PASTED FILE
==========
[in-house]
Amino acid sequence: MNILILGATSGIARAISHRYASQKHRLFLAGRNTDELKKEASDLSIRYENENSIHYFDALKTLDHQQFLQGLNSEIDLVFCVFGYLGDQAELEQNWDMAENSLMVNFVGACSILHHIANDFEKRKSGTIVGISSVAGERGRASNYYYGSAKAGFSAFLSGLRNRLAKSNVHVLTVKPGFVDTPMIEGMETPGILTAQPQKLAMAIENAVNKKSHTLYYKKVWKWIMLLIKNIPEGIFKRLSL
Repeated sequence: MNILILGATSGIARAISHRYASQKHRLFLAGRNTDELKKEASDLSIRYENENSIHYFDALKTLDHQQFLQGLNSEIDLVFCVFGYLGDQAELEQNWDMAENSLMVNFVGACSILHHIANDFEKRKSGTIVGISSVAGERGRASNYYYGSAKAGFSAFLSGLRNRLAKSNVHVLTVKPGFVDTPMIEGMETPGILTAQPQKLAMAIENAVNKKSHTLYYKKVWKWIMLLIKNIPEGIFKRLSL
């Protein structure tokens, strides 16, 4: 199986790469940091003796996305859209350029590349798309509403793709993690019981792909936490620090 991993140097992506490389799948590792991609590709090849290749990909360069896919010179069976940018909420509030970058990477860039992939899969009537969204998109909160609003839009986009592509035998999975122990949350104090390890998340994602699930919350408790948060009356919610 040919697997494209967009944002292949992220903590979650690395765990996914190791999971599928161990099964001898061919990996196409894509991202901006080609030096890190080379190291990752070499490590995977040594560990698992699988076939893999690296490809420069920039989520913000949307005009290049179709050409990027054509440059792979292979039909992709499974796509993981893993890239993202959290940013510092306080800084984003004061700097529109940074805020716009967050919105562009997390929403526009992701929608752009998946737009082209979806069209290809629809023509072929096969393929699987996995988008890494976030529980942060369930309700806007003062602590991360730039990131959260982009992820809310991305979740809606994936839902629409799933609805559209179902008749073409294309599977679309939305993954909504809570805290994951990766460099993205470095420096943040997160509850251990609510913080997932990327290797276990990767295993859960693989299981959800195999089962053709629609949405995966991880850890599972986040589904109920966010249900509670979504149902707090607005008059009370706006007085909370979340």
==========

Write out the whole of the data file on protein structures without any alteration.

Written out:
[in-house]
Amino acid sequence: MNILILGATSGIARAISHRYASQKHRLFLAGRNTDELKKEASDLSIRYENENSIHYFDALKTLDHQQFLQGLNSEIDLVFCVFGYLGDQAELEQNWDMAENSLMVNFVGACSILHHIANDFEKRKSGTIVGISSVAGERGRASNYYYGSAKAGFSAFLSGLRNRLAKSNVHVLTVKPGFVDTPMIEGMETPGILTAQPQKLAMAIENAVNKKSHTLYYKKVWKWIMLLIKNIPEGIFKRLSL
Repeated sequence: MNILILGATSGIARAISHRYASQKHRLFLAGRNTDELKKEASDLSIRYENENSIHYFDALKTLDHQQFLQGLNSEIDLVFCVFGYLGDQAELEQNWDMAENSLMVNFVGACSILHHIANDFEKRKSGTIVGISSVAGERGRASNYYYGSAKAGFSAFLSGLRNRLAKSNVHVLTVKPGFVDTPMIEGMETPGILTAQPQKLAMAIENAVNKKSHTLYYKKVWKWIMLLIKNIPEGIFKRLSL
């Protein structure tokens, strides 16, 4: 199986790469940091003796996305859209350029590349798309509403793709993690019981792909936490620090 991993140097992506490389799948590792991609590709090849290749990909360069896919010179069976940018909420509030970058990477860039992939899969009537969204998109909160609003839009986009592509035998999975122990949350104090390890998340994602699930919350408790948060009356919610 040919697997494209967009944002292949992220903590979650690395765990996914190791999971599928161990099964001898061919990996196409894509991202901006080609030096890190080379190291990752070499490590995977040594560990698992699988076939893999690296490809420069920039989520913000949307005009290049179709050409990027054509440059792979292979039909992709499974796509993981893993890239993202959290940013510092306080800084984003004061700097529109940074805020716009967050919105562009997390929403526009992701929608752009998946737009082209979806069209290809629809023509072929096969393929699987996995988008890494976030529980942060369930309700806007003062602590991360730039990131959260982009992820809310991305979740809606994936839902629409799933609805559209179902008749073409294309599977679309939305993954909504809570805290994951990766460099993205470095420096943040997160509850251990609510913080997932990327290797276990990767295993859960693989299981959800195999089962053709629609949405995966991880850890599972986040589904109920966010249900509670979504149902707090607005008059009370706006007085909370979340």